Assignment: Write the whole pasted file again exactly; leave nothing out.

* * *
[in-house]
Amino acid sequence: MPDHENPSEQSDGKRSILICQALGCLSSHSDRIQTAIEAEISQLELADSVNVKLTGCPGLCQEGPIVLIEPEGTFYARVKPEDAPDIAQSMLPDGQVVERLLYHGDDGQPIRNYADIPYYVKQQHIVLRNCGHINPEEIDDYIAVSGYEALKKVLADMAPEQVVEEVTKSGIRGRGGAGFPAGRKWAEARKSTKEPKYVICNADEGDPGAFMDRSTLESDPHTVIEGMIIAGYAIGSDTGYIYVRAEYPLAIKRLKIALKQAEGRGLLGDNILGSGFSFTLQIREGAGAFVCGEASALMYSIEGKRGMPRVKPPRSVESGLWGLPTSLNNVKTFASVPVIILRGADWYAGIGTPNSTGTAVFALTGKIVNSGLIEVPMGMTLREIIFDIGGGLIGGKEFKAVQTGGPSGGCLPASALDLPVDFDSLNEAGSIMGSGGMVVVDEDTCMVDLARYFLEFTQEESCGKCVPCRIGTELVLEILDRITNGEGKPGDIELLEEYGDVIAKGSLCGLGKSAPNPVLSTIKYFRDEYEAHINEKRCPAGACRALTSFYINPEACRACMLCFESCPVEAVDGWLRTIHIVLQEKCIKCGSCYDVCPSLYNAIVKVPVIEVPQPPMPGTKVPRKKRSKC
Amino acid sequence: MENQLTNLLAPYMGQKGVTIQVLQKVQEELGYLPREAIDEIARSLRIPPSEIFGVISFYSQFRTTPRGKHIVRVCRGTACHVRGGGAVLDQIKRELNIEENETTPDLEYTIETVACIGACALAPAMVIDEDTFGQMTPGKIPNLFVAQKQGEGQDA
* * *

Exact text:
[in-house]
Amino acid sequence: MPDHENPSEQSDGKRSILICQALGCLSSHSDRIQTAIEAEISQLELADSVNVKLTGCPGLCQEGPIVLIEPEGTFYARVKPEDAPDIAQSMLPDGQVVERLLYHGDDGQPIRNYADIPYYVKQQHIVLRNCGHINPEEIDDYIAVSGYEALKKVLADMAPEQVVEEVTKSGIRGRGGAGFPAGRKWAEARKSTKEPKYVICNADEGDPGAFMDRSTLESDPHTVIEGMIIAGYAIGSDTGYIYVRAEYPLAIKRLKIALKQAEGRGLLGDNILGSGFSFTLQIREGAGAFVCGEASALMYSIEGKRGMPRVKPPRSVESGLWGLPTSLNNVKTFASVPVIILRGADWYAGIGTPNSTGTAVFALTGKIVNSGLIEVPMGMTLREIIFDIGGGLIGGKEFKAVQTGGPSGGCLPASALDLPVDFDSLNEAGSIMGSGGMVVVDEDTCMVDLARYFLEFTQEESCGKCVPCRIGTELVLEILDRITNGEGKPGDIELLEEYGDVIAKGSLCGLGKSAPNPVLSTIKYFRDEYEAHINEKRCPAGACRALTSFYINPEACRACMLCFESCPVEAVDGWLRTIHIVLQEKCIKCGSCYDVCPSLYNAIVKVPVIEVPQPPMPGTKVPRKKRSKC
Amino acid sequence: MENQLTNLLAPYMGQKGVTIQVLQKVQEELGYLPREAIDEIARSLRIPPSEIFGVISFYSQFRTTPRGKHIVRVCRGTACHVRGGGAVLDQIKRELNIEENETTPDLEYTIETVACIGACALAPAMVIDEDTFGQMTPGKIPNLFVAQKQGEGQDA